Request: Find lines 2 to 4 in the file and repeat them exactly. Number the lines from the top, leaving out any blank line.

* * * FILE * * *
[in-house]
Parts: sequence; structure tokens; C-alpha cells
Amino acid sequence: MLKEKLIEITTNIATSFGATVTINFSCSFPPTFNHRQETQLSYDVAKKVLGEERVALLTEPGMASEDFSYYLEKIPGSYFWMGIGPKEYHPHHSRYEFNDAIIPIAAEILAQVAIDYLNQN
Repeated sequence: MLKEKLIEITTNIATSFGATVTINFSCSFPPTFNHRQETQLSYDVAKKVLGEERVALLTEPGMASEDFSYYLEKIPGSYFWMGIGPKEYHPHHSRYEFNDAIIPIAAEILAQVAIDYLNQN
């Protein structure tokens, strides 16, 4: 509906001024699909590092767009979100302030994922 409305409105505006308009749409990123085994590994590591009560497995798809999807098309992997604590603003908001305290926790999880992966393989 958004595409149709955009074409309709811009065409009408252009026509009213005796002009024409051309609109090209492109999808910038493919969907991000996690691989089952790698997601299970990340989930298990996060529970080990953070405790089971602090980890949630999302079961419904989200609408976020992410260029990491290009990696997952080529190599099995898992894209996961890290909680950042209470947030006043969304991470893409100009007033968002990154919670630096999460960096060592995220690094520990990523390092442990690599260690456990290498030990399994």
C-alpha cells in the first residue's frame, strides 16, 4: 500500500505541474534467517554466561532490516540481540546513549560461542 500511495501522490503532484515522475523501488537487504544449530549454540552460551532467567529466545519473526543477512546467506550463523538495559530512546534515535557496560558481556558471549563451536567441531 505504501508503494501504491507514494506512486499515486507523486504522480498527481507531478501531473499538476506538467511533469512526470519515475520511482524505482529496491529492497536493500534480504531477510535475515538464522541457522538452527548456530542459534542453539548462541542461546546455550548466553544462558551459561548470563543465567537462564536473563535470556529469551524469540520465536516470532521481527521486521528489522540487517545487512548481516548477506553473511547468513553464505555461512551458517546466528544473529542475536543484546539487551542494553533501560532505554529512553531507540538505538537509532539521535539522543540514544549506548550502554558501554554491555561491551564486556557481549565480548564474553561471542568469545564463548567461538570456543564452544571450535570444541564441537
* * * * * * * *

Parts: sequence; structure tokens; C-alpha cells
Amino acid sequence: MLKEKLIEITTNIATSFGATVTINFSCSFPPTFNHRQETQLSYDVAKKVLGEERVALLTEPGMASEDFSYYLEKIPGSYFWMGIGPKEYHPHHSRYEFNDAIIPIAAEILAQVAIDYLNQN
Repeated sequence: MLKEKLIEITTNIATSFGATVTINFSCSFPPTFNHRQETQLSYDVAKKVLGEERVALLTEPGMASEDFSYYLEKIPGSYFWMGIGPKEYHPHHSRYEFNDAIIPIAAEILAQVAIDYLNQN